Lisa2PortraitSmall Dr. Lisa Millhous is the chapter president of WCU’s faculty union (APSCUF). She is a tenured faculty member in the Communication Studies Department and has been employed at WCU since 1999. In the following blog she offers a personal explanation for why faculty care enough to strike.

I don’t want to strike. My career is in educating students, and a work stoppage does just the opposite. But I teach my students to stand up for themselves, to know their worth, and to be bold in their leadership. At some point, I have to follow my own teaching and take a stand.

As the Spring semester starts, there are still unresolved issues on the table. These issues cut at the very foundation of my job. For me, these are strikable issues.

Class size and modality(face-to-face or distance education) impact what I do every day of the semester. Students know that when class size grows their learning decreases. More students means less time for each one of them. Students know that modality matters for their learning experience.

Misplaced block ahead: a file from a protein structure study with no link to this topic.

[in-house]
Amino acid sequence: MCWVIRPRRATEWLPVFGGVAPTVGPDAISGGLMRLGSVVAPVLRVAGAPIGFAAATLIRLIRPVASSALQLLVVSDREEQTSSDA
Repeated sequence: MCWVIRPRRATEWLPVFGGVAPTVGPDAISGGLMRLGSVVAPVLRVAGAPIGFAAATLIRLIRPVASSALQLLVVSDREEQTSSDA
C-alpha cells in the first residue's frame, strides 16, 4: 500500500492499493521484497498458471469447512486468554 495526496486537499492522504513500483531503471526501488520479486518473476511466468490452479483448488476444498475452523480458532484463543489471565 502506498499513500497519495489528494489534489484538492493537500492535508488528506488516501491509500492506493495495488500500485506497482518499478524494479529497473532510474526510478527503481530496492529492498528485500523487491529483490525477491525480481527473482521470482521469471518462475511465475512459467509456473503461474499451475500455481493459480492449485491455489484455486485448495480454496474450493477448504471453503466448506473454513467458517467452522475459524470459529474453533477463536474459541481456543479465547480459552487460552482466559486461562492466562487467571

The administration wants to increase class size or assign a modality without involvement of the faculty. Their argument is that these are financial decisions – independent of teaching or disciplinary expertise. Certainly there are budgetary implications, but faculty are highly skilled experts at what they do. We know what classes work best face-to-face (vs. distance education) and what courses are best in larger or smaller sections.  These decisions depend on the discipline and the curricular goals. Faculty need to be involved in the decision, or class sizes will continue to increase as they have every year since I started teaching.  Faculty must take a stand on class size and distance education, because that is where students would be hurt the most: in their learning.